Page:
cedarhill (99e0c5)

  32. Actually that Washington job may be the goal. Won’t be the first “reporter” to do this either.

    glenn (647d76)

  33. How did this nation that once loved freedom become a nation that thirsts for tyranny?

    Amphipolis (d3e04f)

  34. In the “media and you-can’t-make-this-stuff-up-dept”
    (disclaimer, all of the following subject to crowd-source confirmation)

    I saw a blurb yesterday, but did not track it down, that Attkinson has been accused/reprimanded by CBS for her reporting on Benghazi “being too much like advocacy” or some such…
    and I heard this am via Beck…
    that the head of CBS news is the brother of someone high in the speechwriting of president Obama, who (from another source) may actually be the person who scrubbed the “talking points” on benghazi

    Coincidence? I don’t think so.

    MD in Philly (3d3f72)

  35. The following is in today’s New York Times.

    Both hilarious and sickening to see people of the left accusing others of dogmatism. They remind me of all the nitwits who say the media isn’t dominated by liberalism (and liberals) because, well, it’s owned by corporate interests. The dishonesty of such people is breathtaking. They’re so disingenuous they can’t at least say they favor liberalism owning and running a newspaper because leftism makes them happy.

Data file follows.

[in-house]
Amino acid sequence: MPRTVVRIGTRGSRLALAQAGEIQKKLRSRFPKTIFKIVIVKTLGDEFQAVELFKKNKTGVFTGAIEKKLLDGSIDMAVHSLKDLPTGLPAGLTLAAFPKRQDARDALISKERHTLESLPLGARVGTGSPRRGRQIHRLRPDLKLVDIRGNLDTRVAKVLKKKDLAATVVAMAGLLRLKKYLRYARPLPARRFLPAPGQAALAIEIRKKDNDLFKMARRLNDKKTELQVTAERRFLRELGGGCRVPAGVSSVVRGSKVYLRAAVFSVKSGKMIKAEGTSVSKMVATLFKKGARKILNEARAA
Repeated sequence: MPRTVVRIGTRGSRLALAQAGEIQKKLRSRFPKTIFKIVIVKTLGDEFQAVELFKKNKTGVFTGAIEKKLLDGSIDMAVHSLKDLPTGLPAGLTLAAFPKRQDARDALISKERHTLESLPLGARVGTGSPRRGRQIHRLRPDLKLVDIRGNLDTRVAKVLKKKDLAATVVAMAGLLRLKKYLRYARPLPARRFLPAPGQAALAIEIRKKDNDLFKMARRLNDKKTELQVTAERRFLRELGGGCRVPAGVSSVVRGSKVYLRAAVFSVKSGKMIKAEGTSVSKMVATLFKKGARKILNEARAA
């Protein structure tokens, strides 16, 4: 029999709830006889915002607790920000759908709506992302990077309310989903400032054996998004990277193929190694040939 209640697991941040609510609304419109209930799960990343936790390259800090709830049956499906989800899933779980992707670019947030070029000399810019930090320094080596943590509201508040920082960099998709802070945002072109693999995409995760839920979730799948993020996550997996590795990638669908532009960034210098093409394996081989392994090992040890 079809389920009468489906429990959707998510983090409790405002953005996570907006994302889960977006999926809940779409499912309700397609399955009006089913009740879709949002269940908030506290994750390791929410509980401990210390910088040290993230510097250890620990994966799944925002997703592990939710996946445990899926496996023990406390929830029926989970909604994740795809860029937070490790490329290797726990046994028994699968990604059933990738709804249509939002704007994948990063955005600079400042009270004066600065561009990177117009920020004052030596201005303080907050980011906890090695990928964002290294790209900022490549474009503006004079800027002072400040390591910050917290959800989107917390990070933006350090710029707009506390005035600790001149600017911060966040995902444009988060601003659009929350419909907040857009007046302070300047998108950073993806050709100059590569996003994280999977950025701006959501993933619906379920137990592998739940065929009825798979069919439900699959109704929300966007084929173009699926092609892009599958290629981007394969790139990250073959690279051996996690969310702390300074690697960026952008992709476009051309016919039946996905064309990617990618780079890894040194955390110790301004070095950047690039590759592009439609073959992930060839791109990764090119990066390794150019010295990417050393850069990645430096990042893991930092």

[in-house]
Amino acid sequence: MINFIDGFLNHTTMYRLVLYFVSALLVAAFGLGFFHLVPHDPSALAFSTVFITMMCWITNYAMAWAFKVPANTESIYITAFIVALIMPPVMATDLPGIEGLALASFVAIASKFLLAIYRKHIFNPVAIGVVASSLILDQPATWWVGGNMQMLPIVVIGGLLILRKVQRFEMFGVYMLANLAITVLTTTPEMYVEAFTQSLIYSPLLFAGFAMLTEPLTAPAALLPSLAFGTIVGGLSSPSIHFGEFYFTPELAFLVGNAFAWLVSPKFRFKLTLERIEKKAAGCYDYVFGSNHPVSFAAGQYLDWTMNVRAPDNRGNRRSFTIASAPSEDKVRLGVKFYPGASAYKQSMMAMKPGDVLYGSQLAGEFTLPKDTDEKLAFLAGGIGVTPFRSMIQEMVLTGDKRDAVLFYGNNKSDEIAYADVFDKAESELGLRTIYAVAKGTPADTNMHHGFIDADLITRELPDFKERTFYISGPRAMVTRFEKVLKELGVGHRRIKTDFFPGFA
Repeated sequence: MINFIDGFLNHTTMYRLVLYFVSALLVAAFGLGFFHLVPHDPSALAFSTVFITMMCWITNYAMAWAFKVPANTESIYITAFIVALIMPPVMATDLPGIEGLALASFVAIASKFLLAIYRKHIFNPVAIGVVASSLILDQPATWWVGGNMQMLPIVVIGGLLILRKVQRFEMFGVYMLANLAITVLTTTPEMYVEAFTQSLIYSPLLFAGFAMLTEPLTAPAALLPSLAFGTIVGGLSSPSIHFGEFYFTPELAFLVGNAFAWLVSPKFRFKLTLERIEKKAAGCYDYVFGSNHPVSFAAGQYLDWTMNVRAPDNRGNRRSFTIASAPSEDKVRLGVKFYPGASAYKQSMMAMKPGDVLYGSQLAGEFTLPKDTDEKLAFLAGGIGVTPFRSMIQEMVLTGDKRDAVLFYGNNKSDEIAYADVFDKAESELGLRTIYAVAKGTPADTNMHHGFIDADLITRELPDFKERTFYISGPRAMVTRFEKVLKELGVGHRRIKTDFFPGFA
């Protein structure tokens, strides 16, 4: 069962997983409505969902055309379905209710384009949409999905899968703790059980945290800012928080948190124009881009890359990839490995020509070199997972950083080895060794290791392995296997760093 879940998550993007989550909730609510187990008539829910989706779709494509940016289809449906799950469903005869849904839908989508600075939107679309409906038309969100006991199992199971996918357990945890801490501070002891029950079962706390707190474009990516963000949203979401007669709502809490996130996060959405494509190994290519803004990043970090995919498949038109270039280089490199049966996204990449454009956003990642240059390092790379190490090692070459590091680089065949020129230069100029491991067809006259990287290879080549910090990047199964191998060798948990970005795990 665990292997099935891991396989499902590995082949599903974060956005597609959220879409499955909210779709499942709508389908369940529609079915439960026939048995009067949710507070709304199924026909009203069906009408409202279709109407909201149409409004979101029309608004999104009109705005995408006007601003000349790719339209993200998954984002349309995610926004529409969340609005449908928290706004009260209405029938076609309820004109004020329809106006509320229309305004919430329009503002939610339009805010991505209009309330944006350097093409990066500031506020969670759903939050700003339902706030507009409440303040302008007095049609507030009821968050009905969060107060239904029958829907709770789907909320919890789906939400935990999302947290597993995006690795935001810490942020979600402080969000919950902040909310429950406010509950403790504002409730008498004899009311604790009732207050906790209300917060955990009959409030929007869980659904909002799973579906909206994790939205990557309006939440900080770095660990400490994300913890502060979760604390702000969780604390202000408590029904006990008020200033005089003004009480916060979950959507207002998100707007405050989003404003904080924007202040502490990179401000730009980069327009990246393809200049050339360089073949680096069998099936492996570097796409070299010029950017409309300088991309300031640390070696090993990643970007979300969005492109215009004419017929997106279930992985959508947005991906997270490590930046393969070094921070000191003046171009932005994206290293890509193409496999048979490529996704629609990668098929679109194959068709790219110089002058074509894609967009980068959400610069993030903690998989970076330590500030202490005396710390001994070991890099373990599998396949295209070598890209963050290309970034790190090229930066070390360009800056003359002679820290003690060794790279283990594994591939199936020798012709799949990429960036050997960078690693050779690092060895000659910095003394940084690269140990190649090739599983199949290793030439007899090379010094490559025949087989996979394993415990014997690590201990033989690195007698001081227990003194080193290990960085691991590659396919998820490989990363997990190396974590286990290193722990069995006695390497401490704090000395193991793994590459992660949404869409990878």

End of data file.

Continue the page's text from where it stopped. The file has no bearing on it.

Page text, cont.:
And greed is on full display here, because the government-employee unions and their lackeys know which belief system affords them a comfy, happy, snug lifestyle. An effort by two conservative billionaires to take over The Los Angeles Times and seven other newspapers is setting off a firestorm of opposition here. Public employee unions, the leaders of the State Legislature and liberal advocacy groups are moving to block the sale, denouncing it as a threat to public workers and Democratic Party issues.

    Ten public employee unions on Thursday sent a letter to the largest shareholder in the Tribune Company, which owns the newspapers, urging it not to sell to the billionaires, David H. Koch and Charles G. Koch. The Kochs have championed legislative efforts to cut public pension benefits and the power of public unions, notably in Wisconsin.